It started at the beginning of this year. I was at a dinner party where I ran into a friend of a friend.
Her name is Kat. She is beautiful, thin, young and incredibly vapid.
She is of that generation that came out of learning to brand themselves for social networking and have parlayed that into marketing, PR and Networking careers.
I have never had a strong opinion of Kat, other than she was 3 degrees of separation. And she always says, “hello” to me in a very fabricated, genuine way.
After having one of the longest conversations I had ever experienced with her (10 minutes) at the dinner party, I realized that she isn’t all bad. But she IS a lot of bad. Bad for me, anyway. Bad for my soul (wait? Too dramatic). Well, you get it. Bad in a way that left me feeling like there was still a residue from our conversation. A sentence without a period.
What was gnawing at me? It wasn’t jealousy (though for the low hanging fruit pickers, that would be obvi but untrue). I didn’t want to BE her because I like more parts to my personality than she has hair on her head (she has beautiful, brown flowing locks). There was nothing about her that I found particularly interesting, funny or creative. And yet, one day, out of sheer boredom on facebook, I wound up at her page.
I noticed that on a recent trip to NY, she had posted a photo of the contents (carefully art-designed, naturally) of her carry-on bag.
Among the various items of makeup, scarves, lotions, her phone and her camera, was a pair of headphones. They jumped out at me on the page. Was it my insatiable consumeristic nature? Was it the part of me that loves those “What’s in Your Bag” features of many beauty haul blogs on youtube? Or was it the ACTUAL beauty of these headphones (sometimes headphones are, afterall, just headphones)?
It WAS the headphones. But it was so much more. It was that with very little effort (or so it appeared), she had so many things at her fingertips which were a struggle for me to achieve.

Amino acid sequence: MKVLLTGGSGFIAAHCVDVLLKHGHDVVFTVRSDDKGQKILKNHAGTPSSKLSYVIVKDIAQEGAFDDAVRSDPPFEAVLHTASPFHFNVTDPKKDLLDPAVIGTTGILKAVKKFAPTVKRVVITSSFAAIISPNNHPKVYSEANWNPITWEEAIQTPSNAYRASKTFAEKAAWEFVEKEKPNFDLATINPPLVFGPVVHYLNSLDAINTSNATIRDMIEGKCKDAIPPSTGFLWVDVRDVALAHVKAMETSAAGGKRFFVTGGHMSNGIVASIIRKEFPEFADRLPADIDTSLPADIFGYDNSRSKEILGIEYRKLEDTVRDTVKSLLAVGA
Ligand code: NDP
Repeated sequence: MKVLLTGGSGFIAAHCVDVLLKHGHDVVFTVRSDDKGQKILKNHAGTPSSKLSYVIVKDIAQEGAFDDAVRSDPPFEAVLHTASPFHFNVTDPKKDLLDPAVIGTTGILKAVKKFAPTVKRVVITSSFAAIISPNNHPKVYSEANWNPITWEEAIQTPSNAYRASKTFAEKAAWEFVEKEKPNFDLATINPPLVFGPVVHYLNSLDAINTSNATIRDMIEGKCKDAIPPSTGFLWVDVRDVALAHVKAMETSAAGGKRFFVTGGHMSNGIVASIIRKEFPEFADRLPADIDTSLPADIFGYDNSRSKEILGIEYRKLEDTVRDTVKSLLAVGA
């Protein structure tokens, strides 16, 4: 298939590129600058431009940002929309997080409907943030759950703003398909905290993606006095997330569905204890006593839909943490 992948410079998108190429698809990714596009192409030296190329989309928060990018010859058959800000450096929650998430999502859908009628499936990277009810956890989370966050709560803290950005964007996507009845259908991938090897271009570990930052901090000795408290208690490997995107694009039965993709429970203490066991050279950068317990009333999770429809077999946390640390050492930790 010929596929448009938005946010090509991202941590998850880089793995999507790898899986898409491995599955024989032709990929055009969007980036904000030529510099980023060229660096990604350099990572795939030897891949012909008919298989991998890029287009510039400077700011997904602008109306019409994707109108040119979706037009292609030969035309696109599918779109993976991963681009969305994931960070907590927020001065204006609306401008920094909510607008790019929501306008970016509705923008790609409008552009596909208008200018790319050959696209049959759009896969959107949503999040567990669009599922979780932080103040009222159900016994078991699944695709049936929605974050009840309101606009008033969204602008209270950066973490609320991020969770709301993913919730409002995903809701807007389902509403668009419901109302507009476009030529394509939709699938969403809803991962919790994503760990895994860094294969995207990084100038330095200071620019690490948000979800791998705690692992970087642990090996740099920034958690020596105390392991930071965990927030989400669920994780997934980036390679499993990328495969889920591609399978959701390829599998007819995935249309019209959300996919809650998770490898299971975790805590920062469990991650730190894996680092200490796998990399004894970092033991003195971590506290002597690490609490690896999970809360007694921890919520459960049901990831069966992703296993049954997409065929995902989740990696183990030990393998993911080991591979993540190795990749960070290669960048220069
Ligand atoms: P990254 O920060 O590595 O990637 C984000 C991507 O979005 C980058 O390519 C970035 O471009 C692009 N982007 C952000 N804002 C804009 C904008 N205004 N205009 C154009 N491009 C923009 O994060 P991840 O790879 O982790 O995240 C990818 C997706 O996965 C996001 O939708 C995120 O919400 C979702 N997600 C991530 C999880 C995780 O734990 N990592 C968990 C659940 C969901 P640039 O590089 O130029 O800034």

The headphones represented the disparities in our lives. It was quite literally, a snapshot into her easy life.
There, I guess it WAS more than the headphones and a little jealousy.
Kat’s appeal; her mystery, was that she felt like everything that happened to her, came to her, fell into her lap, was HERS. She willed it. Or wanted it, then willed it.
Either way, I found that although, yes, she came from privilege, she wasn’t a brat.
She was just entitled.
The world gave her a lot when she was born. But she continued to expect a lot – with a smile.
And she got it.
These headphones had been a gift. Probably swag. Everything in that photo was simple, but purposeful. Her knowledge of branding was to be envied. She had created a cult of the anti-personality. And it was working! Everything was working for her!
I looked in the mirror that morning.
Were things working for me? And if not, why not?
What could I do differently?
If I could take one ounce of the Kat Koolaid and apply it to my own life, how differently would things turn out?
I was going to make this year: The Katification of Me!
I had never been too materialistic, save for perfume and hair products.
I didn’t want to become like Kat, I only wanted to create a a playing field where I wouldn’t just secretly covet things or lifestyles of others, but rather, I would find a way to have them or create them for myself, while still being me.
It’s strange when you change the narrative of your own story.
Once I started creating a list of things I wanted, I realized that some items weren’t really that important to me.
A dupe might work here, or the real thing there.
I found that craving some materialistic objects made me happy and made me buy a lot less crap. Like when you eat really good gelato rather than light ice cream. It does the satiation trick.
Some things fell of the list really fast, like wouldn’t you know it – the headphones which had started this whole thing! I ended up getting a pair I love for a fraction of the cost.
Some items are still on the list because I still WANT them even after months and months of deliberating if I NEED them.
I wasn’t coveting anything or anyone else’s life anymore.
Funny thing was…I hadn’t even known that I HAD been until it stopped. Weird.
Who knew that a casual acquaintance would help me start to truly love my life and be grateful? Be grateful for what I already have, be grateful for what I want to have, even if it never reaches me.
Be grateful I live in a time and place where for me, this is possible. And also, not to be so quick to judge someone’s place in my life. The lesson was quite loud.
I have run into Kat a few times since then. She has no idea. I doubt she would care about the impact this experiment had on me, if I were to tell her.
But who knows? She might surprise me. The power of Katification has shown me that anything is possible!
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